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Medical Marijuana Proposal Abandoned; Dispensaries Now 'Clearly Illegal'

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A legislative effort to expand and clarify the state medical marijuana law has ended for the year, potentially spelling the end – for now – of dispensaries that have boomed throughout the state.

Sen. Jeanne Kohl-Welles, D-Seattle, announced Tuesday that her yearlong effort to reform the 1998 voter-approved medical marijuana law was over. She got a landmark bill through the session only to see Gov. Chris Gregoire mostly veto it in April.

"By far, this represents the greatest disappointment of my legislative career," she said in a statement.

King County Prosecutor Dan Satterberg said that dispensaries, which had operated in a "legal gray area," will clearly be illegal because of language Gregoire did not veto.

"The commercial dispensaries jumped the gun, and are out aggressively marketing their services. Whatever gray area used to exist to allow that is gone now. They are clearly illegal as of July," when the new law takes effect, he said on Tuesday.

Satterberg said he prefers to use civil actions instead of criminal sanctions to address dispensaries, but said his office would closely review criminal cases brought by local police.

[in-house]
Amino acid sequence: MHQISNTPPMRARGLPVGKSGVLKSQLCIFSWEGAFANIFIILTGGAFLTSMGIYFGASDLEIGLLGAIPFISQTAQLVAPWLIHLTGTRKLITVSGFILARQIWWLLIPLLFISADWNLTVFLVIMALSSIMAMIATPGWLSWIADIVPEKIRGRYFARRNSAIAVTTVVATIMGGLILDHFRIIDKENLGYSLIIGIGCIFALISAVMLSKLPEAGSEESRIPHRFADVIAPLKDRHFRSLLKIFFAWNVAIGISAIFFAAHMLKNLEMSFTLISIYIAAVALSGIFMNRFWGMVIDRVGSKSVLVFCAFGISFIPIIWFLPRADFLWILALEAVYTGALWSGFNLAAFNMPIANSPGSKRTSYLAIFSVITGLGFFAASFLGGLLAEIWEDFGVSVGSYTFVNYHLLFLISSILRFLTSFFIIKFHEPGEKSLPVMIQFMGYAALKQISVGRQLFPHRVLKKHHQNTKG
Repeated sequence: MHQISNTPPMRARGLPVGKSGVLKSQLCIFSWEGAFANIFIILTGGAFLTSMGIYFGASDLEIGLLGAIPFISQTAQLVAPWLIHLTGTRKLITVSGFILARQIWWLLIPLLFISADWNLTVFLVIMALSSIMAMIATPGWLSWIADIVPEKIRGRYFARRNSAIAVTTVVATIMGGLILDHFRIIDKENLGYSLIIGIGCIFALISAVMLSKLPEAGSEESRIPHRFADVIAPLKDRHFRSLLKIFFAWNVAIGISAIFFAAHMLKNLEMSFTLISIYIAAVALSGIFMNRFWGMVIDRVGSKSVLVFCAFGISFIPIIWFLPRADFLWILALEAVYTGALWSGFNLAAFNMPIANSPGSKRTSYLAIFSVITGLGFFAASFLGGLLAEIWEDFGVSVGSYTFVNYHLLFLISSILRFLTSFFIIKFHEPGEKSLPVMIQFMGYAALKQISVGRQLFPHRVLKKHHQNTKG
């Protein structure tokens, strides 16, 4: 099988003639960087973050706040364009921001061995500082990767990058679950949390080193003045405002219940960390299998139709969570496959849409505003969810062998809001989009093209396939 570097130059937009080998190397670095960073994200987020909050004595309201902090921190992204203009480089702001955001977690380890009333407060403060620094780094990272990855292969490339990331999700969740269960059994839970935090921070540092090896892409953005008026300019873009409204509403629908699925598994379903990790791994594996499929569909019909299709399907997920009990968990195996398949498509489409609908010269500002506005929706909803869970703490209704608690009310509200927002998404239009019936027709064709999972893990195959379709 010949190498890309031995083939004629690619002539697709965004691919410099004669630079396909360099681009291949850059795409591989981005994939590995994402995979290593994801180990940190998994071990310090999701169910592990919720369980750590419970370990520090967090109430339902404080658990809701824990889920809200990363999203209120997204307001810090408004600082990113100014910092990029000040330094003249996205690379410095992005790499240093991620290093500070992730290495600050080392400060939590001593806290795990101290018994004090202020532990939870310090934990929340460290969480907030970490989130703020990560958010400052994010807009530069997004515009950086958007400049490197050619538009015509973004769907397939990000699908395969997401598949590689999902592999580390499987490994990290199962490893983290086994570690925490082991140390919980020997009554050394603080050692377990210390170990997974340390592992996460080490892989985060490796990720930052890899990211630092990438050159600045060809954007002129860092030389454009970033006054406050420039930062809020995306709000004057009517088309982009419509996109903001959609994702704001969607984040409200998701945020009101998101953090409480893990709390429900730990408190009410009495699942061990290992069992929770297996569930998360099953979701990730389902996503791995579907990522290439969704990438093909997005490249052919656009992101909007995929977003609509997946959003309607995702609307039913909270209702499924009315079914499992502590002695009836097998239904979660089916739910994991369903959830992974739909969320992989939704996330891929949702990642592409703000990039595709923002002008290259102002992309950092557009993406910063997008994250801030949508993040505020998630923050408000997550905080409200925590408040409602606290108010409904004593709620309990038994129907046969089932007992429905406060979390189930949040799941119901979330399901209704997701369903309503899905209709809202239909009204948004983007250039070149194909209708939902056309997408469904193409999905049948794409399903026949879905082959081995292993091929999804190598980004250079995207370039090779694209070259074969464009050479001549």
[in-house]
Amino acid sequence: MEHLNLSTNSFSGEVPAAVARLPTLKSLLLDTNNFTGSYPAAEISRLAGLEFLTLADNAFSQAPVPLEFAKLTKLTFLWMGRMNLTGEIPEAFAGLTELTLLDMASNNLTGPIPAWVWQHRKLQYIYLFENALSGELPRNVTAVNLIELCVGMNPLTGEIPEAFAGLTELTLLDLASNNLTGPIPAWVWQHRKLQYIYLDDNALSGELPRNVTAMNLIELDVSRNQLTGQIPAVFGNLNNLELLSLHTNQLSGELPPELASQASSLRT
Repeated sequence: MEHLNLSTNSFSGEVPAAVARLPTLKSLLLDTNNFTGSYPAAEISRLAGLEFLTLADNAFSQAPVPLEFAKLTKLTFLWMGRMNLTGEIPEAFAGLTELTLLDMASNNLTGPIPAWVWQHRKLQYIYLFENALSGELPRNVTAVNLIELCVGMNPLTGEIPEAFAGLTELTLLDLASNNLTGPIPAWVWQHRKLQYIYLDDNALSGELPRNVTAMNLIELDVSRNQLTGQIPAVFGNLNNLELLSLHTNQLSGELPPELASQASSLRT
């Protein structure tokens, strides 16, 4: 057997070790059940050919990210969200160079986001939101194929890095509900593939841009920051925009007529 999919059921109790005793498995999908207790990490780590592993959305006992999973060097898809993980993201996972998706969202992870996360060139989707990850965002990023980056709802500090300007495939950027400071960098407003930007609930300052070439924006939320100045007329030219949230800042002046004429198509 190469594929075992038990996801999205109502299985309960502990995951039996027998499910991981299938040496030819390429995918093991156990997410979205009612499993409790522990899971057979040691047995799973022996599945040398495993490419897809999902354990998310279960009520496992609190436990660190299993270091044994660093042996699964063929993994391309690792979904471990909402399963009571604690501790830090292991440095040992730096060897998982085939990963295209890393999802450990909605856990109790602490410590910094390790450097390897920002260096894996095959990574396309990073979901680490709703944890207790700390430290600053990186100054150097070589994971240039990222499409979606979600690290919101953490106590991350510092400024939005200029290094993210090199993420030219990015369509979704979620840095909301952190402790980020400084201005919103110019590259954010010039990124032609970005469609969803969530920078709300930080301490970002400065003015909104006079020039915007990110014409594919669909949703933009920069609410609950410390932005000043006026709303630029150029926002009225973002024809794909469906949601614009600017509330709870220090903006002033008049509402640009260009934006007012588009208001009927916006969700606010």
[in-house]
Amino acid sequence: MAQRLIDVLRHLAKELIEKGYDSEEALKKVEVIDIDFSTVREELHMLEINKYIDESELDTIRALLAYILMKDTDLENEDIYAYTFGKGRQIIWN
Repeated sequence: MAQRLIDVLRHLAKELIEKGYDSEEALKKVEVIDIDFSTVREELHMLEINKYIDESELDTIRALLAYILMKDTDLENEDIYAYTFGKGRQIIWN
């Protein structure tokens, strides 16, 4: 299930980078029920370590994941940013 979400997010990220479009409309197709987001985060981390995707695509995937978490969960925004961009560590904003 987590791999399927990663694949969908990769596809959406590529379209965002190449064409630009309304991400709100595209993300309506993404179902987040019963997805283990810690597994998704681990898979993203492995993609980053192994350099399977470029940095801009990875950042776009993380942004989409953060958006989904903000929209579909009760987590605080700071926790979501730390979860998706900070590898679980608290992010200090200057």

"What happened in Olympia is a significant step backward. It puts cops and prosecutors back in the business of making the medical marijuana law work. I don't think that's fundamentally the law that cops and prosecutors should be in. It should be a medical issue, not a law-enforcement issue," he said.

Cities, police and patients had sought legislation this year to clarify who can have medical marijuana and how they can access it. Patient groups sought arrest protection and legalized dispensaries; police sought a statewide patient registry and criminalization of dispensaries; and cities simply sought clarity on ways to approach the booming dispensary market.

How the new law is going to be enforced is likely going to vary. The City of Tacoma has sent cease-and-desist letters to 42 dispensaries, but held off enforcement pending the Legislative session. Tacoma city spokesman Rob McNair-Huff said it is unclear how the city council is going to proceed.

Kent City Attorney Tom Brubaker said the city would decide how to deal with its four or five dispensaries soon.

"We've told these dispensaries that they're illegal, but haven't taken any stiff enforcement action" pending action in Olympia, he said. "I'd just as soon they weren't in my town."


News Hawk- Jacob Ebel 420 MAGAZINE
Source: seattletimes.nwsource.com
Author: Jonathan Martin
Contact: Contact Us
Copyright: The Seattle Times Company
Website: Medical marijuana proposal abandoned; dispensaries now 'clearly illegal'
 
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